The customer journey is the route fans or clients travel in order to, for instance, access content on your website or do a purchase in your web shop. It exemplifies how fans or clients orientate, what information they use from which sources, and how they eventually select. When you know your fan or client’s customer journey, you know how to service him.
In order to combine data from various different sources (clients data base, social media and web analytics), departments and suppliers have to look beyond the digital products that are their first responsibility. The customer journey of the fan or client is not a straight line from A to B. Customers use apps, websites and social channels, and switch between offline and online. All these digital tools have to be attuned to lead to a successful customer journey.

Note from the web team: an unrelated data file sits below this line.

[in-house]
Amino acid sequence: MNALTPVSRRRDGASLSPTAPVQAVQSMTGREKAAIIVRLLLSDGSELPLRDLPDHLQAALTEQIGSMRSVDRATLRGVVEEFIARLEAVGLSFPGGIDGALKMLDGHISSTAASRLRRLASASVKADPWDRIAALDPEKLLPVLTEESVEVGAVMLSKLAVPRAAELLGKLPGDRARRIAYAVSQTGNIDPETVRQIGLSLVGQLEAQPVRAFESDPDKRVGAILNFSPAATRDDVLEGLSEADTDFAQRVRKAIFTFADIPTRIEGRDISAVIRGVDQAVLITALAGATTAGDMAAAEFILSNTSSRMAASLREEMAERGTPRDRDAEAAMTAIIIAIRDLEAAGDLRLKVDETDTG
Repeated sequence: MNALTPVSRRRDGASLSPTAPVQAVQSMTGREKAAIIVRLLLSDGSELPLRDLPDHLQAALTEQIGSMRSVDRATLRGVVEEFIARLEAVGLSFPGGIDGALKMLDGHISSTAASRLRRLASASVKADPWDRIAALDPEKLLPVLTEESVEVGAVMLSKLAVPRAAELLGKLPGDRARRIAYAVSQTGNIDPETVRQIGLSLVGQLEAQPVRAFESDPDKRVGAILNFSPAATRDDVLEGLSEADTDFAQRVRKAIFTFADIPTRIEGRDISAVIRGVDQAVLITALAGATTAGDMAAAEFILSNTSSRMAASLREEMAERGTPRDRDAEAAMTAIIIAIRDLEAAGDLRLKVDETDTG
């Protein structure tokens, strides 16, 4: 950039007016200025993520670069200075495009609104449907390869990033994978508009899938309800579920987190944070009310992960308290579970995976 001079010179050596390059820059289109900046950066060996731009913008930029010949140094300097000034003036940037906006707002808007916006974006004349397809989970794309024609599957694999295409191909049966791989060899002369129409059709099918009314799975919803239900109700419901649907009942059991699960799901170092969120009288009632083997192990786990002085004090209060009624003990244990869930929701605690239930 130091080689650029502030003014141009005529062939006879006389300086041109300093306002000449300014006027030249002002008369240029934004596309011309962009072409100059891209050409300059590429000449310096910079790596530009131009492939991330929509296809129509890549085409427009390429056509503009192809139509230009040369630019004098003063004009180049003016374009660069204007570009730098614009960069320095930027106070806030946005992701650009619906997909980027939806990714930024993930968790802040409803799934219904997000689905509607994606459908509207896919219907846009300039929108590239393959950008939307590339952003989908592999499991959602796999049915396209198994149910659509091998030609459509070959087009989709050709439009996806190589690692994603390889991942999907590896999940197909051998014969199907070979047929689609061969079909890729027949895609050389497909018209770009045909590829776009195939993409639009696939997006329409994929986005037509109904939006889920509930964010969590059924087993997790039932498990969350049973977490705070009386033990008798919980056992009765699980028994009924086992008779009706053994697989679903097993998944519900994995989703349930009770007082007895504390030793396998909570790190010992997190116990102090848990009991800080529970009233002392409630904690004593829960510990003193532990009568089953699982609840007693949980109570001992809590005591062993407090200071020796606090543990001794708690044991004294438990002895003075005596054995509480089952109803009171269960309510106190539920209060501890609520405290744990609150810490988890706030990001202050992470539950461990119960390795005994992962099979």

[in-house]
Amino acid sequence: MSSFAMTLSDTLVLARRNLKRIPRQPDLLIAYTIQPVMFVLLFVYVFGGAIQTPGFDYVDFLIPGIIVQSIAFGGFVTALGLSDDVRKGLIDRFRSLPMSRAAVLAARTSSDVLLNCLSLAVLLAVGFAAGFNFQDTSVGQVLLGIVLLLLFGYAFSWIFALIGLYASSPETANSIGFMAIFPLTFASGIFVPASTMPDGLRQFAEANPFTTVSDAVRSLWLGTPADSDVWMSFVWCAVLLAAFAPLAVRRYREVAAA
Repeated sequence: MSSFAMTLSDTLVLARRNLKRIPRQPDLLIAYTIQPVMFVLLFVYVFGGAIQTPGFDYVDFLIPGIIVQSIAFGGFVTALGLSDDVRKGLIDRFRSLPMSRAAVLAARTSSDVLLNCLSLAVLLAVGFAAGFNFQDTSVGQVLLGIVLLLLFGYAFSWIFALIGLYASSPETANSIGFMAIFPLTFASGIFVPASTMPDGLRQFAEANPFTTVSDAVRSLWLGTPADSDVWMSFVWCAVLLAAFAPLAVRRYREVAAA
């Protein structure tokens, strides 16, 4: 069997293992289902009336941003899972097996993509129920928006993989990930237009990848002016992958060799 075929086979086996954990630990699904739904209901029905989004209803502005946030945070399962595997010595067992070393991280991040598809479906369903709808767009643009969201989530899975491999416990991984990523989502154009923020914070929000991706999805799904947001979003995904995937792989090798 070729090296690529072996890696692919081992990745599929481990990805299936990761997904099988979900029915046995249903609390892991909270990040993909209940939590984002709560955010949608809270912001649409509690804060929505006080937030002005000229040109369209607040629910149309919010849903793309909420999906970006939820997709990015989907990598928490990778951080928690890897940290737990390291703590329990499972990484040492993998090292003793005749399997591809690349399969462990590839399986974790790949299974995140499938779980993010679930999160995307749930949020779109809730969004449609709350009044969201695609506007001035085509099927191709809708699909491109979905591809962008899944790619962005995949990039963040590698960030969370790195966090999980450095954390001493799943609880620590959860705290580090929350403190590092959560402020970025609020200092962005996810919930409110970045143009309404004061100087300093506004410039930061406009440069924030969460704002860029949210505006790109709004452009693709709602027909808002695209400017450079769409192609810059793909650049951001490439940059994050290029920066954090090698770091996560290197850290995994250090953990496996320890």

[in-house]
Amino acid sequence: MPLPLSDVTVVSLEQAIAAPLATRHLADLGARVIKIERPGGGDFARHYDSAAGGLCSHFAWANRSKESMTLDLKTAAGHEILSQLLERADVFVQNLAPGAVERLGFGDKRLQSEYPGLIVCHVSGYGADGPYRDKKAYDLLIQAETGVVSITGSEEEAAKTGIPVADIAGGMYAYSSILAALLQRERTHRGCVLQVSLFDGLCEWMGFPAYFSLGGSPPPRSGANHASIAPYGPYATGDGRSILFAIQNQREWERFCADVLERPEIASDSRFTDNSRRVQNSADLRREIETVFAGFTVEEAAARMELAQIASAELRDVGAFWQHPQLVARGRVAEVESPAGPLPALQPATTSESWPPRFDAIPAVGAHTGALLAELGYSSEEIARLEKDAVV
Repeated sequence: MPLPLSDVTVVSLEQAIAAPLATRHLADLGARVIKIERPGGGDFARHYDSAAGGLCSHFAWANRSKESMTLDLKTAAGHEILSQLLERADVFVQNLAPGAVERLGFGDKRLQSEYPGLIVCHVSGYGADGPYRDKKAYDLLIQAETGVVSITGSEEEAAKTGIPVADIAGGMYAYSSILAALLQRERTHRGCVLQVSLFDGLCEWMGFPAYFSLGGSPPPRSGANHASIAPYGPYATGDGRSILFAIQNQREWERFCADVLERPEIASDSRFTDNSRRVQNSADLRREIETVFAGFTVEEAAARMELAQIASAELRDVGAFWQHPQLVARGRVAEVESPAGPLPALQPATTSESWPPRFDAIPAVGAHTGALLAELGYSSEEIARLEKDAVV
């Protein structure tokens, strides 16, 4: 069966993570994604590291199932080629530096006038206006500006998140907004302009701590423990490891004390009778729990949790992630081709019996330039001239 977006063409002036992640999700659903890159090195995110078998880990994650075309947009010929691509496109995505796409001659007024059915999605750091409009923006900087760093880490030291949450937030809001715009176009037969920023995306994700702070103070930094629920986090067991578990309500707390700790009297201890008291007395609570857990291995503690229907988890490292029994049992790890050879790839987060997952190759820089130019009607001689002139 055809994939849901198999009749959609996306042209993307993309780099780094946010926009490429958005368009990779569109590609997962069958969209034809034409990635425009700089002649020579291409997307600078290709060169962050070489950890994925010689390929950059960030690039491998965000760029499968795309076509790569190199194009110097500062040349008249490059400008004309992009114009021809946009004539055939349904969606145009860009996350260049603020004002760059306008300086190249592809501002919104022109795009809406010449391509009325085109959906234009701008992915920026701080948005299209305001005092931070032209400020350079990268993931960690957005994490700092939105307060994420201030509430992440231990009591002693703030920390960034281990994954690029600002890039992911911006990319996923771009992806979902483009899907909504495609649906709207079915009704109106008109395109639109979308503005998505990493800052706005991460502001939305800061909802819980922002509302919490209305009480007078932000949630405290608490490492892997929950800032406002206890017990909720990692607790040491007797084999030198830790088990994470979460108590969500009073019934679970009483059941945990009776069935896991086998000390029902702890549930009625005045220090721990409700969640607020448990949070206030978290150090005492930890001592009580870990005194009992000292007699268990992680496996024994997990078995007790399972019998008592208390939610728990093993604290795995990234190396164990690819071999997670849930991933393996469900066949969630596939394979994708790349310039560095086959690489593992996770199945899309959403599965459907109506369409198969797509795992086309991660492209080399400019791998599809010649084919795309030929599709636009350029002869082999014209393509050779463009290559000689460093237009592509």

Are old-school analytic tools still viable in the current phase of digital evolution? The answer is no. DJs and event producers can no longer rely on traditional data storehouses. For more and more companies, the norm is an infrastructure that works with unambiguous definitions and fully exemplifies the customer journey. Nowadays, DJs and event producers assemble data from all channels (Google Analytics, ticket sales, merchandise sales, music services, social media, newsletter files, single sign-on modules and all other available relevant channels) and handle these in a unified fashion.
Handling in a unified fashion implies that you use unambiguous definitions, for instance for the moments of contact with a fan or client. One central dashboard displays the complete customer journey, which comprises multi-channel communication and the aggregate of moments of contact.